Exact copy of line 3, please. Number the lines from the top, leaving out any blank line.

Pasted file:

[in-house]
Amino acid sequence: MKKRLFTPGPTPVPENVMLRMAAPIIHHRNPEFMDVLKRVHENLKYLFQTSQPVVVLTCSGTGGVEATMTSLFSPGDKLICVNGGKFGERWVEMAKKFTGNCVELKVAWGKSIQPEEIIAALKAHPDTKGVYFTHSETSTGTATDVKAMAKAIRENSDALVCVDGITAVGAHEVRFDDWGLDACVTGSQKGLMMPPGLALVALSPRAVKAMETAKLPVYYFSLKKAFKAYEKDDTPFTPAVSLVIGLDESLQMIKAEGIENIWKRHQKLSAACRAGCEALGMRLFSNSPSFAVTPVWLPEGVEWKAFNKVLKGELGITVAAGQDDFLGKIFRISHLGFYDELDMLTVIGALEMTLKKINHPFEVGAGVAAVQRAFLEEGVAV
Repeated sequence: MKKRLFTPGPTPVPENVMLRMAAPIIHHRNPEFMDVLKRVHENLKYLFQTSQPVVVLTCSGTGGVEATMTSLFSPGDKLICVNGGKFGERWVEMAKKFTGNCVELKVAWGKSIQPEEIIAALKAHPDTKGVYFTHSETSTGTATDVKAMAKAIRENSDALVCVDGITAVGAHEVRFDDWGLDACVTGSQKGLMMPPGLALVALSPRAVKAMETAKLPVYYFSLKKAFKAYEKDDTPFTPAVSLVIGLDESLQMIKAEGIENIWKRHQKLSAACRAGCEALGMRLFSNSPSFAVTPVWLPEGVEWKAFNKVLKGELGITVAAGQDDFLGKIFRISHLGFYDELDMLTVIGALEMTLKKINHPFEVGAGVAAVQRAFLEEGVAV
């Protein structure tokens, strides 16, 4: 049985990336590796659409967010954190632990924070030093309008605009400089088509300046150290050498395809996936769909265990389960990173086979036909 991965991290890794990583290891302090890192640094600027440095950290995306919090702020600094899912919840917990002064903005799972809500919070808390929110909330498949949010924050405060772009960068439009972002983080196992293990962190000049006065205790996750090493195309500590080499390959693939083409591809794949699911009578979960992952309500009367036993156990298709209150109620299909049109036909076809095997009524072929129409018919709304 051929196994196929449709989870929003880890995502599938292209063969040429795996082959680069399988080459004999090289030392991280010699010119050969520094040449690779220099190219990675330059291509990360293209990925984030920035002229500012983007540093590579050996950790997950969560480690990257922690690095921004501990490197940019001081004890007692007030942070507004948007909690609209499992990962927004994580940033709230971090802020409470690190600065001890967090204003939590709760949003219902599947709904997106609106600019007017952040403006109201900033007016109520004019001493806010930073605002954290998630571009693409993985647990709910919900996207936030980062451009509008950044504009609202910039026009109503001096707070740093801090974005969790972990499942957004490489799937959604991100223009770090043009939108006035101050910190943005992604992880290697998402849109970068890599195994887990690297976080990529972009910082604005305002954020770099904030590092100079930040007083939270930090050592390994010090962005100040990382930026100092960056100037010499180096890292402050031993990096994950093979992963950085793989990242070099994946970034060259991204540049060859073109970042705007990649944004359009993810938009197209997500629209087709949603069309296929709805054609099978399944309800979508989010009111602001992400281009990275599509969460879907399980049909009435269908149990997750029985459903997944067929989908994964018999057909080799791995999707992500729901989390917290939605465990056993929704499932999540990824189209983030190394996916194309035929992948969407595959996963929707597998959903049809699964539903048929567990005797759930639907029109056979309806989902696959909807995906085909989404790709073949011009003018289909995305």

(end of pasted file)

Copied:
Repeated sequence: MKKRLFTPGPTPVPENVMLRMAAPIIHHRNPEFMDVLKRVHENLKYLFQTSQPVVVLTCSGTGGVEATMTSLFSPGDKLICVNGGKFGERWVEMAKKFTGNCVELKVAWGKSIQPEEIIAALKAHPDTKGVYFTHSETSTGTATDVKAMAKAIRENSDALVCVDGITAVGAHEVRFDDWGLDACVTGSQKGLMMPPGLALVALSPRAVKAMETAKLPVYYFSLKKAFKAYEKDDTPFTPAVSLVIGLDESLQMIKAEGIENIWKRHQKLSAACRAGCEALGMRLFSNSPSFAVTPVWLPEGVEWKAFNKVLKGELGITVAAGQDDFLGKIFRISHLGFYDELDMLTVIGALEMTLKKINHPFEVGAGVAAVQRAFLEEGVAV